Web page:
# Conclusion

Writing/crying does indeed seem to cause me to sleep better. You might be wondering, is it worth it? The causal effect of writing/crying is estimated at about 6 minutes less time awake during the night, and I certainly spend more than 6 minutes writing/crying. For one thing, how long I spend awake at night is just one way of quantifying my level of stress, and effectively completing the stress cycle probably has positive effects on many other aspects of my life that aren’t as easy to measure. Also, writing/crying is a way of processing my experiences and feelings and being present with myself, and that’s something I realized I really value.^{8}

The data collected did not provide evidence that exercise, painting, or meditation caused me to be awake for less time during the night. As previously discussed, this doesn’t mean they don’t have this effect, but my experiment failed to detect a significant effect.

Technically, I was testing 4 hypotheses in this experiment, one for each activity, so I should have corrected for these multiple comparisons,^{9} but for one person with no ability to compensate herself for her efforts, I am sufficiently satisfied with the longevity and power, and confident with the findings.

# Reflections

Although I would have told you I deeply understood causality before beginning this experiment, the process of randomizing myself to conditions led to new levels of insight.

I wrote and painted and meditated more! Being randomized to do activities that were good for me but sometimes hard to actually get started on was a surprising source of motivation and ultimately joy. I couldn’t put these activities off for very long, because once I was assigned to do something I knew, “it’s today or never,” so, I got going. This experiment was an unexpected catalyst to better execute my intentions.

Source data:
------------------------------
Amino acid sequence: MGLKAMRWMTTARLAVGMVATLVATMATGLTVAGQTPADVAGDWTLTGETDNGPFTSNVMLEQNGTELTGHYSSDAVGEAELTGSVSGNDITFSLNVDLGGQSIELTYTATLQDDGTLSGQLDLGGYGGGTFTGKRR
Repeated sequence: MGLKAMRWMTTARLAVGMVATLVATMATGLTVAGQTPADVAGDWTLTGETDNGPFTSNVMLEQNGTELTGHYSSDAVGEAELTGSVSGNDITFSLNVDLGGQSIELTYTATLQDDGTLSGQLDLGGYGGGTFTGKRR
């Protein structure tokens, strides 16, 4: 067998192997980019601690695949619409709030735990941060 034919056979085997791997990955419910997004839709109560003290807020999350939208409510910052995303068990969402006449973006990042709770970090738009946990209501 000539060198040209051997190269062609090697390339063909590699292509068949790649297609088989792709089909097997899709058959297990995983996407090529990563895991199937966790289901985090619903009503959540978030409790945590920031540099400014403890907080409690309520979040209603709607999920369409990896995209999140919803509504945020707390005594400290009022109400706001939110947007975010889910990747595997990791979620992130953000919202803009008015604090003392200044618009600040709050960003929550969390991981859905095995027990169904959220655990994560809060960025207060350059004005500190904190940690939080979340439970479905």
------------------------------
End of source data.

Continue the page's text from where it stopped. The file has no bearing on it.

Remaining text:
I was really invested in this experiment, and wasn’t actually limiting my own agency, as I was the mastermind behind the whole thing. Yet, it was still frustrating and challenging to be told what to do and especially to be told what not to do! A few times, I was randomized to not exercise multiple days in a row, and just wanted to go outside and move my body. Other times, something would be on my mind that I wanted to write about, and day after day I would feel disappointed that I was randomized not to sit down and let it all out. As someone who works in research, this was a really valuable experience. We ask participants to change their behavior for us all the time! If you conduct or consume research, I recommend randomizing yourself. You might be surprised what you find out.

As for my goals to sleep better and better understand myself, I think I accomplished both. Even when I write/cry, I still have POTS, and I still sometimes hear from Michael Barbaro at 4am. But this whole thing served as a good reminder about how much power I do have. Sometimes I’ll write/cry. Sometimes I won’t. And I’ll revel in all the decisions I’m now making, instead of letting my R script make them for me.

P.S. As usual, here’s a link to download my code.

P.P.S. If you would like to receive an email when I publish a new post, please fill out this google form.

Thanks, Michael Barbaro, for being my favorite insomnia companion↩︎

The height of the COVID lockdown was during the experiment, and I wish “affection” and in-person “positive social interaction” had been accessible to me daily, but they were not.↩︎

I stopped after 113 days because I wanted at least 100 degrees of freedom in my final model.↩︎

This is called an intention to treat analysis↩︎

I’d need way more power for that!↩︎

In this instance, the p-value for each activity assignment represents the probability we would see a difference in minutes awake between the do and don’t-do assignment days at least as large as the one we see if the activity assignment didn’t actually impact minutes awake.↩︎

In this case, controlling for these other variables means I’ll also include them in the model. Then, the model finds the best fit for the data using all the predictors. In analyzing the best fitting model, we can see which variation in minutes awake is best explained by these other variables and what’s best explained by write/cry assignment.↩︎

I know what you’re thinking, an epiphany without a randomized experiment to verify the findings? Turns out you can learn things about yourself in other ways, too.↩︎

There goes my dream of publishing these results in Nature.↩︎